Sky High is a Disney television movie that came out all the way back in 2005, and it’s one of the few live-action direct to DVD movies by Disney that I actually like. The story is about Will Stronghold and his exploits at Sky High, an airborne high school for the children of superheroes. Unlike his parents, who are both famous superheroes, Will doesn’t have any powers and can never be a hero until he develops them.
As a superhero family comedy movie, Sky High is amazing. It’s also one of those movies that very easily could have launched its own TV show—because let’s face it, a teen drama superhero television series would be all kinds of awesome—and it’s a shame that that never happened. Sky High is fun to watch, and despite its lighthearted tone and obvious self-awareness, it still manages to impart some important lessons to its audience.
Our story opens with Will starting his first day of high school with his best friend Layla. In typical ridiculous Disney fashion, Sky High is built on a floating island that can only be reached by school buses that turn into rockets. It’s incredible. Once at the school, Will and all the other freshmen learn about the class system—the high school divides everyone up into two divisions, heroes and sidekicks (though the term “hero support” is preferred) based on individual powers. Heroes are praised and held to higher standards than sidekicks, and the school’s class system ends up being a breeding ground for bullies.
Will, not having any powers, is shoved in with the sidekicks and becomes part of their marginalized group. He even learns through interactions with his teacher that his own parents are not as heroic as they seem. They, especially his father, seem to resent sidekicks. Will’s father at one point tells him that there’s nothing wrong with being a sidekick, but his attitude drastically changes after learning that Will is one of them.
Eventually, Will does develop powers. He inherits his dad’s super strength and his mother’s ability to fly, which automatically promotes him to the hero classes—where his newfound privilege gets to his head. As the story comes to a close and the main villain is revealed, Will regains his respect for his old sidekick friends, and the day is saved only by all of them managing to work together.
This class division between heroes and sidekicks is one of the many reasons why I think Sky High could have easily spawned its own television series. There’s a lot about this world that can still be explored—we hear about numerous characters that are important to this world’s history that we don’t get to meet, and there’s clearly a lot more going on with some of the background characters that the movie doesn’t have time to get into. But also, just because Will and his parents learn to respect sidekicks and stop marginalizing them doesn’t mean that the class system is completely uprooted.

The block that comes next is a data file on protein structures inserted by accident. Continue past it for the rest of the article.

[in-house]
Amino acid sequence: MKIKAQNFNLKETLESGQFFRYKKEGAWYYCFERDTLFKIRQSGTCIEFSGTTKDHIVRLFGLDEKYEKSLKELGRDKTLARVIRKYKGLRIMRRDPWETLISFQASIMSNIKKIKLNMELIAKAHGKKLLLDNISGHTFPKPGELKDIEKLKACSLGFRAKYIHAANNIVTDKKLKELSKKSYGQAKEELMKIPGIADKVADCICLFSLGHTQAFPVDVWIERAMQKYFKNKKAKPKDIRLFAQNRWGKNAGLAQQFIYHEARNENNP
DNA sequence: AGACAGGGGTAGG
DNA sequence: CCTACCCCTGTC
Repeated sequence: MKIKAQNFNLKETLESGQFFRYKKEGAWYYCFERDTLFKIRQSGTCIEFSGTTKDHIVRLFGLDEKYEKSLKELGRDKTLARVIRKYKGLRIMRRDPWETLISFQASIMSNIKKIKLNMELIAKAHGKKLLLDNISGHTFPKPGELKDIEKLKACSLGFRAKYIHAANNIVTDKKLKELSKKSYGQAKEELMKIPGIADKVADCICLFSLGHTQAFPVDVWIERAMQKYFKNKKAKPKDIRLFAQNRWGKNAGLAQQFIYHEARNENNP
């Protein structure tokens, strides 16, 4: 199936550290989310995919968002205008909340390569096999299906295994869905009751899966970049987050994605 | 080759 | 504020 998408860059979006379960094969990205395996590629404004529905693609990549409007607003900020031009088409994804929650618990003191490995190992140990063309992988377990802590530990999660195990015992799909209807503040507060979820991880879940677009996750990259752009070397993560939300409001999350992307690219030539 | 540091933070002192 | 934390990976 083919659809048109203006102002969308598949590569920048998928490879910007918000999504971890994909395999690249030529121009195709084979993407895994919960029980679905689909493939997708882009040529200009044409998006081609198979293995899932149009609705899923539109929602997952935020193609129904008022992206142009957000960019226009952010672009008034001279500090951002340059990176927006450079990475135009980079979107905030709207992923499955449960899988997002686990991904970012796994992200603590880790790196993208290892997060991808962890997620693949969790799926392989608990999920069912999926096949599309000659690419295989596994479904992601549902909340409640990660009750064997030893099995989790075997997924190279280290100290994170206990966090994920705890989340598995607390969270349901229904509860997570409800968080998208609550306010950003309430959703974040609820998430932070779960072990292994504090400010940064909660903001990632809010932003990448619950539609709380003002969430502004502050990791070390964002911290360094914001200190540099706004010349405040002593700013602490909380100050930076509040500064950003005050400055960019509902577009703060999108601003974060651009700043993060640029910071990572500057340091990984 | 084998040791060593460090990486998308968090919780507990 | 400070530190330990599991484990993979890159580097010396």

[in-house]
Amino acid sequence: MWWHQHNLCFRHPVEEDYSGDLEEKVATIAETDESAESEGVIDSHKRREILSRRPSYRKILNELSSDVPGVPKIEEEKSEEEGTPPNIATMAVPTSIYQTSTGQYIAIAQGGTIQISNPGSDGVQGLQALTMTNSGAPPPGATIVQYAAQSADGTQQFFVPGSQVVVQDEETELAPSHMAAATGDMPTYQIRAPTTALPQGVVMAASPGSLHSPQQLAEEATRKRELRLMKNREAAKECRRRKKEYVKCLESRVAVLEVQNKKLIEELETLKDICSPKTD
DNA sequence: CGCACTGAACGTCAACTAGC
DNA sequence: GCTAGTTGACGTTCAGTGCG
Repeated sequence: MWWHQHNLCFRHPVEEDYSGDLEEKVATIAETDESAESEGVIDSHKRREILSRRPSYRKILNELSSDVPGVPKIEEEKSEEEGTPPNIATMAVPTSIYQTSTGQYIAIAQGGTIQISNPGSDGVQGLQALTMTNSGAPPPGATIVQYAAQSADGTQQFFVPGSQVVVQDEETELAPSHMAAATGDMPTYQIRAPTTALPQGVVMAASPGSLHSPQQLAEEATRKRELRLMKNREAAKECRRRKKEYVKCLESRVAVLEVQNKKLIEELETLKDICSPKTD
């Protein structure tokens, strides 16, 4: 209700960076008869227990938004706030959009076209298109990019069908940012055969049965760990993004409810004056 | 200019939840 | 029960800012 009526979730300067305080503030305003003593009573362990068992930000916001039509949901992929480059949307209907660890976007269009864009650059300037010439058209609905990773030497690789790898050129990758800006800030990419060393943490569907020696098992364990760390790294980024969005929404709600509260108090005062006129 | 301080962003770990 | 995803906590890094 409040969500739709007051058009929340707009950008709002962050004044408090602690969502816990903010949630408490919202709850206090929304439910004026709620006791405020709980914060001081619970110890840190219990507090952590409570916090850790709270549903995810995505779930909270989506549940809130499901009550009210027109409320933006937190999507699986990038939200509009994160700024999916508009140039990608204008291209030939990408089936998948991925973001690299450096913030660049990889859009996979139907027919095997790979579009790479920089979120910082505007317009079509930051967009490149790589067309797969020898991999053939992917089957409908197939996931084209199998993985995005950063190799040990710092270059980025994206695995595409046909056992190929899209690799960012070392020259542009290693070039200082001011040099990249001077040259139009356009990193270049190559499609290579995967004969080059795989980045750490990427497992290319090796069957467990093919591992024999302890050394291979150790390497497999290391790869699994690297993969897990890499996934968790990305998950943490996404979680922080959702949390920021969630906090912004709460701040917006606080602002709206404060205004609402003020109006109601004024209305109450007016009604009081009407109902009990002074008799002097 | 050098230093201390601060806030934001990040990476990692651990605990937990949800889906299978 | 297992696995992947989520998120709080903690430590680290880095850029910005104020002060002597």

I found it surprising that a story as goofy and ridiculous as Sky High manages to talk about such a serious issue and do it well. Sky High is all sorts of enjoyable because it finds a way to balance the seriousness with humor. It plays on a lot of tropes to achieve its lighthearted tone. The story is the generic “young cishet white boy coming of age” narrative, where the titular character manages to prove himself, save the day with his friends, and gets the girl of his dreams—his best friend Layla—for his troubles. He also has an arch rival at school, who’s the son of both a super villain and a superhero. His name is literally Warren Peace. Every opportunity Sky High has to poke fun of overused superhero tropes and laugh at itself in the process it takes, and that’s what makes this movie so fun.
Unfortunately, even though Sky High is incredibly self-aware, because it has to follow such a structured narrative it could stand to handle some of its content a bit better. I said earlier that Sky High’s world utilizes a class system, and even though the movie does a really good job handling that and showing how it’s wrong to marginalize people, most of the characters are white and cishet. I feel as though that message would have been more powerful and meaningful had the majority of the sidekicks we get to meet been minority characters. Sky High doesn’t do a horrible job with the characters it does have, but it definitely missed out on a great opportunity for representation here.
Also, because this is such a structured story based on common superhero tropes, it unfortunately uses a couple horrible stereotypes with its female characters. This is most apparent with the main villain Gwen Grayson. Gwen is a fellow student who takes advantage of Will by using his crush for her against him, effectively turning her into an evil seductress. And being a generic superhero movie, she also has a rather clichéd motive—she wants revenge from a slight she suffered years ago thanks to the class system. The movie isn’t all bad when it comes to female representation though. Layla, for instance, might be the main love interest who hooks up with Will in the end, but Sky High doesn’t treat her like a prize or downplay her character. Layla is also one of the more outspoken characters who never fails to stand up for what she believes in—despite having hero abilities, she chooses to be a sidekick because that’s her way of protesting the class system. At no point does she become a damsel in distress, and it’s only through her help that Will and the other sidekicks save the day.
It doesn’t surprise me that Sky High has these problems, since by the very nature of the movie, which was designed to follow the same structure as other superhero films, it has to be overly male, white, and heterosexist. Though this unfortunately means the movie falls prey to some of the same tropes it’s trying to make fun of, it does the best it can. I find it sad that the movie didn’t become more popular, because it’s definitely something worth checking out if you’re into superheroes.